As shown in FIG. 2G, when forming a layer of part material 42 on top surface 78 of support structure 19, controller 20 may direct photoconductor drum 12 and transfer drum 14 to rotate in the directions of arrows 40 and 52, respectively. At this time in the process, controller 20 also desirably deactivates or disengages charge inducer 30 b, cleaning station 36 b, discharge device 38 b, (and optionally development station 34 b) to prevent them from interfering with the formation of the layer of part material 42.

As photoconductor drum 12 rotates in the first rotational direction at the operating rotational rate, controller 20 directs charge inducer 30 a to generate a uniform electrostatic charge on surface 24. Controller 20 then directs imager 32 to selectively expose surface 24 to electromagnetic radiation to form a latent image charge pattern on surface 24 corresponding to the dimensions of the layer of part material 42 (or a corresponding negative image).

As photoconductor drum 12 continues to rotate in the first rotational direction (bypassing the deactivated or disengaged charge inducer 30 b), charged particles of part material 42 from development station 34 a are attracted to the appropriately charged or discharged regions of the latent image on surface 24. This forms layer 18 a of part material 42 on surface 24.

As photoconductor drum 12 continues to rotate in the first rotational direction (bypassing the deactivated or disengaged discharge device 38 b and cleaning station 36 b), the charged particles of layer 18 a are attracted to surface 47 of transfer drum 14. As shown in FIG. 2H, this transfers layer 18 a from photoconductor drum 12 to transfer drum 14 while transfer drum 14 rotates in the direction of arrow 52 at a rate that is synchronized with the operating rotational rate of photoconductor drum 12. The synchronized rotational rate of transfer drum 14 in the direction of arrow 52 also depends on the operating rotational rate of photoconductor drum 12, and on the relative diameters between photoconductor drum 12 and transfer drum 14, as discussed above.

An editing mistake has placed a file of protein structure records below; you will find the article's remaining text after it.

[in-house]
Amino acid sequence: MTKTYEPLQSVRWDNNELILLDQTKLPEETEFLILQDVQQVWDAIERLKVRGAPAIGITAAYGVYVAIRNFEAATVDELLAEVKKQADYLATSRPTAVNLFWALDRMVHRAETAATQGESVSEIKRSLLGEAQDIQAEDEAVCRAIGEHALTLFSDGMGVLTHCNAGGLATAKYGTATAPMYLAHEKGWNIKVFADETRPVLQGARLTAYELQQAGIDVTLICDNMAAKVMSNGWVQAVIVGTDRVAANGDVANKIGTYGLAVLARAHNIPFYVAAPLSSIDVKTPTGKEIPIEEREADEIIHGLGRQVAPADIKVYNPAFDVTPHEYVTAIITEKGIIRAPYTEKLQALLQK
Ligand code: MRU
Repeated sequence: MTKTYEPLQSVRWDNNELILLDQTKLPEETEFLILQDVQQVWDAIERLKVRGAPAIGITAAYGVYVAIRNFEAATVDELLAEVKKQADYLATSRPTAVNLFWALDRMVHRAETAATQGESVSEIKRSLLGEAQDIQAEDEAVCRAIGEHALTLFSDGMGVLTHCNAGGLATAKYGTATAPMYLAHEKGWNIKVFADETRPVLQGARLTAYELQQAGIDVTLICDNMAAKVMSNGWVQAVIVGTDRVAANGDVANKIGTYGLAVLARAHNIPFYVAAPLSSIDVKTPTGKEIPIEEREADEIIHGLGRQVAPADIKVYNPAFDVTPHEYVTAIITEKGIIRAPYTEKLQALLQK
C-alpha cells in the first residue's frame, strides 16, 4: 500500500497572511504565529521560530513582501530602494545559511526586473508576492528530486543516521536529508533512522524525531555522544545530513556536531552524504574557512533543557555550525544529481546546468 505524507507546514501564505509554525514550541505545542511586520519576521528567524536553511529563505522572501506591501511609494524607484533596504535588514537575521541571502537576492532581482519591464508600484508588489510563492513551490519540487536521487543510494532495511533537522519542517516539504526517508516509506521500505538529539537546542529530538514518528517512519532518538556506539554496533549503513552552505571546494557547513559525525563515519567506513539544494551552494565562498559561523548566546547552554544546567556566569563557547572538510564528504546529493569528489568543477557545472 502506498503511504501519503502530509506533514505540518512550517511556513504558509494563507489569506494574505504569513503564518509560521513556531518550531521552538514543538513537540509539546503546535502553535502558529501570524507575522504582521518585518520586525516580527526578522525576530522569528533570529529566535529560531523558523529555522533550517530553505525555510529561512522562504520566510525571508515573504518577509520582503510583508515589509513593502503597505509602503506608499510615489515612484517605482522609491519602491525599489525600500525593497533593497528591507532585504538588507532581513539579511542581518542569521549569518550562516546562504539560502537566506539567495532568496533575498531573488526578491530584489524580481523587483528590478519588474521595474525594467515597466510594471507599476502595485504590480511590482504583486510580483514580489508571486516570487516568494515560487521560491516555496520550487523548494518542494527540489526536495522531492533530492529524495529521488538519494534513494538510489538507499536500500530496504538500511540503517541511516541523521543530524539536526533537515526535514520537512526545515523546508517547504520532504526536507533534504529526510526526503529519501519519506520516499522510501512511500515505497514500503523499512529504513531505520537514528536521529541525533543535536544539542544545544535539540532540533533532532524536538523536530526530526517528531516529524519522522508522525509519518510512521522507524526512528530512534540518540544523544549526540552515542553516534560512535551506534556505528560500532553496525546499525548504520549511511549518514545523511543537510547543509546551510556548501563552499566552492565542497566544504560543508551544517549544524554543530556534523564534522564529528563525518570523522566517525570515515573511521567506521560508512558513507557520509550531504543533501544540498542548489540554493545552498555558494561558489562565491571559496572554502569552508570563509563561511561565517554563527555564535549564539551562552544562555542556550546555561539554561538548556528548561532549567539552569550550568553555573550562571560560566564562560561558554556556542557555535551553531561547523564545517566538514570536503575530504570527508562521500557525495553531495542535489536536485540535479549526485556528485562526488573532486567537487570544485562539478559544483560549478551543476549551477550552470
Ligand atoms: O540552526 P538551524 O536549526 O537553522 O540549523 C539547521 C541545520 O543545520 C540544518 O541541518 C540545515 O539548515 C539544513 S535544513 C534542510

As shown in FIG. 2I, upon being transferred to surface 47, layer 18 a is then heated to a tacky state with heating element 56 a. As transfer drum 14 continues to rotate in the direction of arrow 52, layer 18 a reaches a second transfer region at top surface 78 of support structure 19. As shown in FIG. 2J, controller 20 directs motor 68 to move platen 16 in the direction of arrow 64 via x-axis gantry 60, at a rate that is synchronized with the rotational rate of transfer drum 14 in the direction of arrow 52, as discussed above. This prevents frictional resistance from being generated therebetween, allowing layer 18 a to be transferred from surface 47 and laminated onto top surface 78 of support structure 19 with accurate placement.

As shown in FIG. 2K, as platen 16 and the received layer 18 a continue to move in the direction of arrow 64, layer 18 a and support structure 19 are exposed to fixing element 72, which further heats layer 18 a and support structure 19 to assist in securing layer 18 a to top surface 78 of support structure 19. In some embodiments, fixing element 72 moves vertically to contact the top of layer 18 a, applying pressure as well as heat to fuse together the printed material. Controller 20 may then direct z-axis motor 70 to appropriately move and reposition platen 16, layer 18 a, and support structure 19 via z-axis gantry 60, and then direct motor 68 to move platen 16, layer 18 a, and support structure 19 in the direction of arrow 66 via x-axis gantry 60 to reset the placement platen 16 and layer 18 a for printing subsequent layers of 3D part 18 on top of layer 18 a.